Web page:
Spain led the other great outward thrust of exploration westward across the Atlantic Ocean. Like, Portugal, the Spanish were also partially driven in their explorations by certain misconceptions. While they did realize the earth is round, they also vastly underestimated its size and thought it was seven-eighths land, making Asia much bigger and extending much further west.
Spain and the exploration of the West (1492-c.1550)
- This was especially true of a Genoese captain, Christopher Columbus, an experienced sailor who had sailed the waters from Iceland to the African coast. He had the idea of a smaller planet and the shortest route to the Spice Islands was by sailing west. The problem was that most people believed such an open sea voyage was still too long for the ships of the day.Getting support for this plan was not easy. Spain was preoccupied with driving the Moors away from their last stronghold of Granada. The Portuguese rounded the Cape of Good Hope so there was a great competition between Spain and Portugal. Therefore, when Granada fell in 1492, Spain was able to accept Columbus’ plan.Columbus set sail August 3, 1492 with two caravels, the Nina and Pinta, and a carrack, the Santa Maria . They experienced perfect sailing weather and winds. Columbus even lied to his men about how far they were from home (although the figure he gave them was fairly accurate since his own calculations overestimated how far they had gone). By October 10, nerves were on edge, and Columbus promised to turn back if land were not sighted in two or three days. Fortunately, on October 12, scouts spotted the island of San Salvador, which Columbus mistook for Japan.
- Further exploration brought in a little gold and a few captives. But when the Santa Maria sank Columbus decided to return home. A lucky miscalculation of his coordinates caused him to sail north where he picked up the prevailing westerlies. The homeward voyage was rough, but Columbus reached Portugal in March 1493. It caused a dispute over who controlled what outside of Europe, which led to the pope drawing the Line of Demarcation in 1494.
- Ferdinand and Isabella, although disappointed by results of the voyage, were excited by the prospects of controlling the Asian trade. They gave Columbus the title “Admiral of the Ocean Sea, Viceroy and Governor of the Islands that he hath discovered in the Indies.” Over the next decade, they sent him on three more voyages to find the Spice Islands. Each successive voyage put even more of the Caribbean and surrounding coastline on the map, but the Spice Islands were never found. Columbus never admitted that his discovery was a new continent. He died in 1504, still convinced that he had reached Asia.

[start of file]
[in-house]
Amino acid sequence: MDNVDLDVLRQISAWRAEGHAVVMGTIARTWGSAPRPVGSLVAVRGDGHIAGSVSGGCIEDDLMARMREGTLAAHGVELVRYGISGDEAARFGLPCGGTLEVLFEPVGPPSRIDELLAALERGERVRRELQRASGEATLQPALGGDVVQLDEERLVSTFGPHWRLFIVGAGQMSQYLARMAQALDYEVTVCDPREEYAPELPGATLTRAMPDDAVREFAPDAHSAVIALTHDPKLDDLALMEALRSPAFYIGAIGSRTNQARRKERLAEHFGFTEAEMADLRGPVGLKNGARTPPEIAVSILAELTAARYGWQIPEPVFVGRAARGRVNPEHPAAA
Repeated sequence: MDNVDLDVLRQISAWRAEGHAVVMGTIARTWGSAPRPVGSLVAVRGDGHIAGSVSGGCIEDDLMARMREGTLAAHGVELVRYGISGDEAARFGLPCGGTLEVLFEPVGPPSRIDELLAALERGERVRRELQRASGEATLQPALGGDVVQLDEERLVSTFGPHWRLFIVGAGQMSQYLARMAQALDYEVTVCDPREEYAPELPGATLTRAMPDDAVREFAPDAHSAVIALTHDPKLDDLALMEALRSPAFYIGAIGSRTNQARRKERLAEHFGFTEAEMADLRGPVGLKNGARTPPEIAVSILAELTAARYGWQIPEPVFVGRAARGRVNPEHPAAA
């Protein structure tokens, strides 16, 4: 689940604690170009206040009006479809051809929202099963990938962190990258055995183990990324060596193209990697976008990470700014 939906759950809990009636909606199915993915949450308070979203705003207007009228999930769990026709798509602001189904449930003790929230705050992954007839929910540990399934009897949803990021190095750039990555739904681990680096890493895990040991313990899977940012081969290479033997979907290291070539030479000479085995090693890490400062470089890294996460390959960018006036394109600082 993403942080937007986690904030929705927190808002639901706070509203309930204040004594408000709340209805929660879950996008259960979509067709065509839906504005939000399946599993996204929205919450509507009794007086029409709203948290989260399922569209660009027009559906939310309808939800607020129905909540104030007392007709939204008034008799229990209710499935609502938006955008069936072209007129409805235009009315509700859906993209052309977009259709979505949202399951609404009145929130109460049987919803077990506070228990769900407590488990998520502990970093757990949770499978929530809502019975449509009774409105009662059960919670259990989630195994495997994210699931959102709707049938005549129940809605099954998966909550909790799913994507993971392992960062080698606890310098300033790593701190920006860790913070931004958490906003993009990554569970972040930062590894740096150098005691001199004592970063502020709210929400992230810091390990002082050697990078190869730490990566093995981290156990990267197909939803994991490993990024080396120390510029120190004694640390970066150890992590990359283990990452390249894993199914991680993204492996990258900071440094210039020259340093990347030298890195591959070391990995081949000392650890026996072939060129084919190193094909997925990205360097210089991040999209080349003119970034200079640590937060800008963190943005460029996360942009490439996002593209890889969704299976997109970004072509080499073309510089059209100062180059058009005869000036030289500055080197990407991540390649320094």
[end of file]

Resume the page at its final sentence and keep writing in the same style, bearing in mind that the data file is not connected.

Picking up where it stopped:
- However, by 1500, many people were convinced that this was a new continent, although its size and position in relation to and distance from Asia were by no means clear.
- In 1513, the Spanish explorer, Balboa discovered the Pacific Ocean, having no idea of its immensity .
- In 1519, Charles V of Spain gave five ships and the job of finding a southwest passage around South America to Ferdinand Magellan, a Portuguese explorer who had been to the Spice Islands while serving Portugal. Magellan’s circumnavigation of the globe was one of most epic events in history. After sailing down the South American coast, he faced a mutiny and then entered a group of islands at the southern tip of the continent known as the Straits of Magellan. Finding his way through these islands took him 38 days. Then they emerged from the Straits of Magellan into the Pacific “Sea”. Journey was dangerous. They reached the Philippines, which they claimed for Spain. Unfortunately, Magellan became involved in a tribal dispute and was killed. By now, the fleet had lost three of its five ships. The other two ships, the Trinidad and Victoria, finally reached the Spice Islands in November 1521 and loaded up with cloves. They faced the unpleasant choice of returning across the Pacific or continuing westward in Portuguese waters. The crew of the Trinidad tried going back across the Pacific, but were captured by the Portuguese. Del Cano, the captain of the Victoria, took his ship far south to avoid Portuguese patrols in the Indian Ocean . However, they could not replenish its food and water. The Spanish suffered from the cold and hunger in the voyage around Africa. When the Victoria finally came back home in 1522 only 18 crewmen survived. They had proven that the earth could be circumnavigated and that it was much bigger than previously supposed.
Interior and coastal explorations (1519-c.1550)
There were two particularly spectacular conquests.
- The first was by Hernando Cortez, who led a small army of several hundred men against the Aztec Empire in Mexico. Despite their small number, the Spanish could exploit several advantages: their superior weapons and discipline, the myth of Quetzecoatl which foretold the return of a fair haired and bearded god in 1519 (the year Cortez did appear), and an outbreak of smallpox which native Americans had no prior contact with or resistance to. Because of this and other Eurasian diseases, native American populations would be devastated over the following centuries to possibly less than ten per cent their numbers in 1500.
- The Spanish conquistador, Pizarro, leading an army of less then 150 men, carried out an even more amazing conquest of the Inca Empire in Peru in the 1530’s. Taking advantage of a dispute over the throne, Pizarro captured the Inca Emperor, whose authority was so great that his capture virtually paralyzed the Incas into inaction. As a result, a highly developed empire ruling millions of people fell to the Spaniards.
The conquests of Mexico and Peru more than compensated Spain for its failure to establish a trade route to the Spice Islands. The wealth of South America’s gold and silver mines would provide Spain with the means to make it the great power of Europe in the 1500’s.